In recent decades, the heart of Hegel’s Wissenschaft der Logik––his enterprise of calling into the question and systematically substantiating all of thinking’s basic concepts and rules––has struck many commentators as outdated if not outright misguided.
In an effort to make Hegel’s thought relevant, Hegel studies have largely focused on the aspects of Hegel’s philosophy that are most compatible with our current philosophical climate. In contrast, however, my approach embraces Hegel’s philosophical radicalism. In my paper, I will first sketch out Hegel’s place within a broader tradition of what I term radical philosophy.
Subsequently, I will turn to examine what I take to be an essential characteristic of Hegelian radicalism: his commitment to a presuppositionless investigation. Finally, I will propose that if Hegel’s investigation is presuppositionless, he also cannot presuppose philosophy’s nature, method, and aims. Determining the feasibility of the Logik therefore boils down to assessing the extent to which it accounts for its own nature, method, and aims.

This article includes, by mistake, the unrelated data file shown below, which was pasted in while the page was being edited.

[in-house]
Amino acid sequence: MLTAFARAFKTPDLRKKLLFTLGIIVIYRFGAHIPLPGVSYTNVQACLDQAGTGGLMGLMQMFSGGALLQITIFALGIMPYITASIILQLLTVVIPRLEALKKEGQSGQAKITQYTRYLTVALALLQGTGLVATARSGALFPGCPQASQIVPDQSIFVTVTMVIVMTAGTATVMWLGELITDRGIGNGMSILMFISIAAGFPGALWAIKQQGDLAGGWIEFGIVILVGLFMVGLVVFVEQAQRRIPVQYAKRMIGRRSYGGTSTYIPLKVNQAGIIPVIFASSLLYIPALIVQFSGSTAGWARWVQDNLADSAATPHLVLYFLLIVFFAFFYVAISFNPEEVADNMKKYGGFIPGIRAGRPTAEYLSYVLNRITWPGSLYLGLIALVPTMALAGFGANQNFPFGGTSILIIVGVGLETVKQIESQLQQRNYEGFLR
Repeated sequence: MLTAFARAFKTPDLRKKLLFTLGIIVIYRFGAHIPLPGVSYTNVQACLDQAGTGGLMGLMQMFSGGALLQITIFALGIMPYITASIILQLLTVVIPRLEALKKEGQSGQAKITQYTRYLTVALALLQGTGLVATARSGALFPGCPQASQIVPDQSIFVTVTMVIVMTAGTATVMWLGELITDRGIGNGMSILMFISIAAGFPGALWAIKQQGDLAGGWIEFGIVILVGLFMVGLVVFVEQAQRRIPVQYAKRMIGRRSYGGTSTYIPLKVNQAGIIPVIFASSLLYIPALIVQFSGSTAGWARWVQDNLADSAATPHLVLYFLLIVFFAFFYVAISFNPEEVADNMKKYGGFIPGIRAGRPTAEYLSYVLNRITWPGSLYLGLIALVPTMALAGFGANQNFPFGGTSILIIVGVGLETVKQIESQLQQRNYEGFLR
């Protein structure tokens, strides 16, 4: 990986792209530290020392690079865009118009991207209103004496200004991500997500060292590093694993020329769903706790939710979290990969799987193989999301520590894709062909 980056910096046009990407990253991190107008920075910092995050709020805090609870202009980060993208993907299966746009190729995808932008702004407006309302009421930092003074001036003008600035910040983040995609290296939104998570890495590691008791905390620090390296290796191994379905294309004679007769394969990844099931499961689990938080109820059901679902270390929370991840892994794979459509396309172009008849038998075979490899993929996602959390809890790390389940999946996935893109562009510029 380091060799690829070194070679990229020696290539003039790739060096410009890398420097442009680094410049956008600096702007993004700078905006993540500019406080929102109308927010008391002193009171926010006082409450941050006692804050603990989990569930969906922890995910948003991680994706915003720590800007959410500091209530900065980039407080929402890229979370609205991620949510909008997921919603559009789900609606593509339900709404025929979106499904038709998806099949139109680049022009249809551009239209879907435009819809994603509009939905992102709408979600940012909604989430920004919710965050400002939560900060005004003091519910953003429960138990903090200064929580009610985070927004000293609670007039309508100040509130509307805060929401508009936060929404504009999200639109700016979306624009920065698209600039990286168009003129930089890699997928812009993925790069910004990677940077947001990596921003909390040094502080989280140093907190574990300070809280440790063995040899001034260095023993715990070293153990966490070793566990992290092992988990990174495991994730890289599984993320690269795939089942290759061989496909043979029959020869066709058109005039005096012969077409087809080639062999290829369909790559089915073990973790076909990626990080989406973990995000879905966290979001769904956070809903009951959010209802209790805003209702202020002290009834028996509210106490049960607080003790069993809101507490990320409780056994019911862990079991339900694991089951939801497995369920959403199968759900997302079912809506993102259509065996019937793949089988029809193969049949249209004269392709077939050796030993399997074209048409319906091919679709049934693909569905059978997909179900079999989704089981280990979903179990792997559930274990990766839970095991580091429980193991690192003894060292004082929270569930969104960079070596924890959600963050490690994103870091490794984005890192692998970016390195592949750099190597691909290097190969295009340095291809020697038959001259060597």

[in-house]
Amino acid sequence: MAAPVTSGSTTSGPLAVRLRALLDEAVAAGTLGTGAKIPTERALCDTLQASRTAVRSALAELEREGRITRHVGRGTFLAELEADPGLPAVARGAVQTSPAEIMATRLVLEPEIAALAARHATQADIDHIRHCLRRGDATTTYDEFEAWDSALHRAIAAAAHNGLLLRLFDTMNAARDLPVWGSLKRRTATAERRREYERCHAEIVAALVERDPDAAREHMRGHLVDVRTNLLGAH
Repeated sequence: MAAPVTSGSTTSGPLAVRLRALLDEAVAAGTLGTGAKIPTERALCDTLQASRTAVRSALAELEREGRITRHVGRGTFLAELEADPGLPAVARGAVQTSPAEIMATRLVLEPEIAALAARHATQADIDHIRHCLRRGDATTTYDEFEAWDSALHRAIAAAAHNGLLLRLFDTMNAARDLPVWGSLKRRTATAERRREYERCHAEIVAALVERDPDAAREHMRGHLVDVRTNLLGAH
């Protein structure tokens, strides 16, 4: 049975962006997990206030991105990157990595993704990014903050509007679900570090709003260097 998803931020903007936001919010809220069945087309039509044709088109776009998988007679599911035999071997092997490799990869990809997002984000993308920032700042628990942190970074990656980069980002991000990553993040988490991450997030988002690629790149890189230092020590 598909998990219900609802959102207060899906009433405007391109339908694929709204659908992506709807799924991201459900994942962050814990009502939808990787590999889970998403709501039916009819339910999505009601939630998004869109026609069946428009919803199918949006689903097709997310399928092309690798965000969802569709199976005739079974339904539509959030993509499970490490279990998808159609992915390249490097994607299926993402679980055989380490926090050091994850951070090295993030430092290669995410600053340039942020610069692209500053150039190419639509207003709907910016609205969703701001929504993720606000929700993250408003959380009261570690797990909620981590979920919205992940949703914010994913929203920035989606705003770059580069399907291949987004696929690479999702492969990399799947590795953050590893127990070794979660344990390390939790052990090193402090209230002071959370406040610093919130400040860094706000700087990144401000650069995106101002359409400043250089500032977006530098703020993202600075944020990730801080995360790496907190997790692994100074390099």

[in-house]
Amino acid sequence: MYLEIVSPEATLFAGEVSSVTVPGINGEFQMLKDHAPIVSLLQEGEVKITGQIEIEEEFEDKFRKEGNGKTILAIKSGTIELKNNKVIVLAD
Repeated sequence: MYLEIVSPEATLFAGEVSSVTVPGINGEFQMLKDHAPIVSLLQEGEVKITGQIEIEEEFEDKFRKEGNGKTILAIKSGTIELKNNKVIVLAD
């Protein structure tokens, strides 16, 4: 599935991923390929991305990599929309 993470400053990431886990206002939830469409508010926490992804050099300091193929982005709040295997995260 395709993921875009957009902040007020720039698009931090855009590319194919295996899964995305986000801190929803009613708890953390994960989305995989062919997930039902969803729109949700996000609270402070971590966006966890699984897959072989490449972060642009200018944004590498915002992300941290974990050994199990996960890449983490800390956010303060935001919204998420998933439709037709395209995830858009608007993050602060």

Created by JORIS SPIGT (PHD)